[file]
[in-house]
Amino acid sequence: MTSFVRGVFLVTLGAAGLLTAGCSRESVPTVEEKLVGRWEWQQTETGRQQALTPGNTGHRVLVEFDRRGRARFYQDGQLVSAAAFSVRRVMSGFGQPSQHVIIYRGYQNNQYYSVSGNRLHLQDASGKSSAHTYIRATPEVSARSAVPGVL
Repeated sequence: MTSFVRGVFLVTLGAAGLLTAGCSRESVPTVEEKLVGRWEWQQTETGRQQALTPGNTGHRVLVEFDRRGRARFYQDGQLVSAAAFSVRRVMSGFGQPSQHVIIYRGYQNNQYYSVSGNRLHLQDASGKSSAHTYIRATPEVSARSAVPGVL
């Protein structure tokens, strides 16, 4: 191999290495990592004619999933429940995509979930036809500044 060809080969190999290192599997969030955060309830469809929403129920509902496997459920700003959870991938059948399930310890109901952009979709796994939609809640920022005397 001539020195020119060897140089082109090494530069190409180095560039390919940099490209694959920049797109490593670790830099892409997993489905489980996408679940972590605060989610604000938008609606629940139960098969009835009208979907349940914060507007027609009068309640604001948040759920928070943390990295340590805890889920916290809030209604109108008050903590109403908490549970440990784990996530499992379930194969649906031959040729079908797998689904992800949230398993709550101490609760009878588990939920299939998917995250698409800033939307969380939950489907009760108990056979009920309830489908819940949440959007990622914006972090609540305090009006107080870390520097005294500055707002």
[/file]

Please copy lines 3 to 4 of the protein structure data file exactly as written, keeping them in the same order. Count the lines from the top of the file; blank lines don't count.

Repeated sequence: MTSFVRGVFLVTLGAAGLLTAGCSRESVPTVEEKLVGRWEWQQTETGRQQALTPGNTGHRVLVEFDRRGRARFYQDGQLVSAAAFSVRRVMSGFGQPSQHVIIYRGYQNNQYYSVSGNRLHLQDASGKSSAHTYIRATPEVSARSAVPGVL
């Protein structure tokens, strides 16, 4: 191999290495990592004619999933429940995509979930036809500044 060809080969190999290192599997969030955060309830469809929403129920509902496997459920700003959870991938059948399930310890109901952009979709796994939609809640920022005397 001539020195020119060897140089082109090494530069190409180095560039390919940099490209694959920049797109490593670790830099892409997993489905489980996408679940972590605060989610604000938008609606629940139960098969009835009208979907349940914060507007027609009068309640604001948040759920928070943390990295340590805890889920916290809030209604109108008050903590109403908490549970440990784990996530499992379930194969649906031959040729079908797998689904992800949230398993709550101490609760009878588990939920299939998917995250698409800033939307969380939950489907009760108990056979009920309830489908819940949440959007990622914006972090609540305090009006107080870390520097005294500055707002």